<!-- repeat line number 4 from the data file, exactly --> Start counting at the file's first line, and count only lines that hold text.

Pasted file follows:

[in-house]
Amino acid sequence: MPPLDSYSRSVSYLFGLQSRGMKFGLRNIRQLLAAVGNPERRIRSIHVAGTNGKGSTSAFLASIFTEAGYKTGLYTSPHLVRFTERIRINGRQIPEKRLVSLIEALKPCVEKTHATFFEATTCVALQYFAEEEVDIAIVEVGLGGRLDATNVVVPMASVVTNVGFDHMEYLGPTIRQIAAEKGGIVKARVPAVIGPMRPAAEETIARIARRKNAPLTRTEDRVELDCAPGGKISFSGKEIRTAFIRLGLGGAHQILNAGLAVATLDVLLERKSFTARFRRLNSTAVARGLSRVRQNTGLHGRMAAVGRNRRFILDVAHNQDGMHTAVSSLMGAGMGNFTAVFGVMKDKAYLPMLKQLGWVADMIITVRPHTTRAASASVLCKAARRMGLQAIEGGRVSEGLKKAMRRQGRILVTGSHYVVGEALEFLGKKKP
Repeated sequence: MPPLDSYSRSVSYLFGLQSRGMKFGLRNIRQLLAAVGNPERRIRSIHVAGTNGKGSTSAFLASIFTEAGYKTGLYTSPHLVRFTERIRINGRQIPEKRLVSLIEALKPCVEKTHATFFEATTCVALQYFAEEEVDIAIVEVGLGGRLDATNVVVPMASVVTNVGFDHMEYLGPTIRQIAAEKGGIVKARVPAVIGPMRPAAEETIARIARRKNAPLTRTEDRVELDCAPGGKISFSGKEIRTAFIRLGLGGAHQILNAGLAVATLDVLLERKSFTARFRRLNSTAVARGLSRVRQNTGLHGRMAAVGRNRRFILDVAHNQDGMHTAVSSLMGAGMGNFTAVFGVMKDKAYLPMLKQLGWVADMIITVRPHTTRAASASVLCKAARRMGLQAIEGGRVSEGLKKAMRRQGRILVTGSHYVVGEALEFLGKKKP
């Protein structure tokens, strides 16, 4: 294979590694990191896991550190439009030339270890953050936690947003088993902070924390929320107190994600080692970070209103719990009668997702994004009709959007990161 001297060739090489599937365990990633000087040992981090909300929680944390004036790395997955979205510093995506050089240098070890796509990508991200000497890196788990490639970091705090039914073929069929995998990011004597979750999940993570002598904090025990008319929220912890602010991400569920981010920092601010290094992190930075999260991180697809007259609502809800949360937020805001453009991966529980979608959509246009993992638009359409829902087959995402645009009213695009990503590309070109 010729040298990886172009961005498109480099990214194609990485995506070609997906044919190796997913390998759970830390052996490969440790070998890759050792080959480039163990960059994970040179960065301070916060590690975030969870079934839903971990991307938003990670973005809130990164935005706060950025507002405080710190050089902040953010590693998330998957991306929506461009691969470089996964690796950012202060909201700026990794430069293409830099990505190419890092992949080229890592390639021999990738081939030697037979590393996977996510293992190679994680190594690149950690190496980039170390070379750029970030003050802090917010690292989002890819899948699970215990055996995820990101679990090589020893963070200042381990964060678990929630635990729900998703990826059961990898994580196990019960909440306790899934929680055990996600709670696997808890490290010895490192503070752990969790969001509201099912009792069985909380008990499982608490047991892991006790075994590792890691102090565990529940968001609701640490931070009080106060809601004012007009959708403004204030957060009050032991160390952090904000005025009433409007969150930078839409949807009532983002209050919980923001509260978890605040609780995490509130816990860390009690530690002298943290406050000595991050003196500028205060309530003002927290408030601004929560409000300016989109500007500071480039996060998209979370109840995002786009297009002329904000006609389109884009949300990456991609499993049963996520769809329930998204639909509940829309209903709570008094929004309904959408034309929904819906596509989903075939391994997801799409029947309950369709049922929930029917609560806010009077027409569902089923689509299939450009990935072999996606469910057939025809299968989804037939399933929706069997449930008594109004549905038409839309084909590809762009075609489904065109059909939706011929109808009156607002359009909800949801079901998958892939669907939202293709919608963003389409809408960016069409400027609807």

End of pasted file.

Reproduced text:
């Protein structure tokens, strides 16, 4: 294979590694990191896991550190439009030339270890953050936690947003088993902070924390929320107190994600080692970070209103719990009668997702994004009709959007990161 001297060739090489599937365990990633000087040992981090909300929680944390004036790395997955979205510093995506050089240098070890796509990508991200000497890196788990490639970091705090039914073929069929995998990011004597979750999940993570002598904090025990008319929220912890602010991400569920981010920092601010290094992190930075999260991180697809007259609502809800949360937020805001453009991966529980979608959509246009993992638009359409829902087959995402645009009213695009990503590309070109 010729040298990886172009961005498109480099990214194609990485995506070609997906044919190796997913390998759970830390052996490969440790070998890759050792080959480039163990960059994970040179960065301070916060590690975030969870079934839903971990991307938003990670973005809130990164935005706060950025507002405080710190050089902040953010590693998330998957991306929506461009691969470089996964690796950012202060909201700026990794430069293409830099990505190419890092992949080229890592390639021999990738081939030697037979590393996977996510293992190679994680190594690149950690190496980039170390070379750029970030003050802090917010690292989002890819899948699970215990055996995820990101679990090589020893963070200042381990964060678990929630635990729900998703990826059961990898994580196990019960909440306790899934929680055990996600709670696997808890490290010895490192503070752990969790969001509201099912009792069985909380008990499982608490047991892991006790075994590792890691102090565990529940968001609701640490931070009080106060809601004012007009959708403004204030957060009050032991160390952090904000005025009433409007969150930078839409949807009532983002209050919980923001509260978890605040609780995490509130816990860390009690530690002298943290406050000595991050003196500028205060309530003002927290408030601004929560409000300016989109500007500071480039996060998209979370109840995002786009297009002329904000006609389109884009949300990456991609499993049963996520769809329930998204639909509940829309209903709570008094929004309904959408034309929904819906596509989903075939391994997801799409029947309950369709049922929930029917609560806010009077027409569902089923689509299939450009990935072999996606469910057939025809299968989804037939399933929706069997449930008594109004549905038409839309084909590809762009075609489904065109059909939706011929109808009156607002359009909800949801079901998958892939669907939202293709919608963003389409809408960016069409400027609807």